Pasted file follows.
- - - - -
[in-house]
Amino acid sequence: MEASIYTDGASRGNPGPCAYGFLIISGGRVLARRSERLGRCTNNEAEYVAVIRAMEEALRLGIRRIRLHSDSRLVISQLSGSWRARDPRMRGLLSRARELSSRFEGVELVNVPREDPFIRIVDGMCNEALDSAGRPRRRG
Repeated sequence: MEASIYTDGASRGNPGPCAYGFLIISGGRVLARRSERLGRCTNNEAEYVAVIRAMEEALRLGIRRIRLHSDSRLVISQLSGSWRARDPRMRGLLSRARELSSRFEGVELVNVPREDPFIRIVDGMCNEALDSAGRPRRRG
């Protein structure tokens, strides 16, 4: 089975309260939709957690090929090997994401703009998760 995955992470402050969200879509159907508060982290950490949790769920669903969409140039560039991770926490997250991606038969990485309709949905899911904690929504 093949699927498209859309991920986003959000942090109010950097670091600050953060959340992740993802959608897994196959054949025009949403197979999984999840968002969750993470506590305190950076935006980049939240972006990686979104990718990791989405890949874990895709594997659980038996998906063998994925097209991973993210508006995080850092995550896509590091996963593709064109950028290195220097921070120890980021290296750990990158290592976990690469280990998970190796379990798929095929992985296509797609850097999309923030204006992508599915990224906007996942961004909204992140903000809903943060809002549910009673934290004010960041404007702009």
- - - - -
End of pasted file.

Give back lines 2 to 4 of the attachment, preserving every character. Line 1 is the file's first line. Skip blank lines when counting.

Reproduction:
Amino acid sequence: MEASIYTDGASRGNPGPCAYGFLIISGGRVLARRSERLGRCTNNEAEYVAVIRAMEEALRLGIRRIRLHSDSRLVISQLSGSWRARDPRMRGLLSRARELSSRFEGVELVNVPREDPFIRIVDGMCNEALDSAGRPRRRG
Repeated sequence: MEASIYTDGASRGNPGPCAYGFLIISGGRVLARRSERLGRCTNNEAEYVAVIRAMEEALRLGIRRIRLHSDSRLVISQLSGSWRARDPRMRGLLSRARELSSRFEGVELVNVPREDPFIRIVDGMCNEALDSAGRPRRRG
């Protein structure tokens, strides 16, 4: 089975309260939709957690090929090997994401703009998760 995955992470402050969200879509159907508060982290950490949790769920669903969409140039560039991770926490997250991606038969990485309709949905899911904690929504 093949699927498209859309991920986003959000942090109010950097670091600050953060959340992740993802959608897994196959054949025009949403197979999984999840968002969750993470506590305190950076935006980049939240972006990686979104990718990791989405890949874990895709594997659980038996998906063998994925097209991973993210508006995080850092995550896509590091996963593709064109950028290195220097921070120890980021290296750990990158290592976990690469280990998970190796379990798929095929992985296509797609850097999309923030204006992508599915990224906007996942961004909204992140903000809903943060809002549910009673934290004010960041404007702009």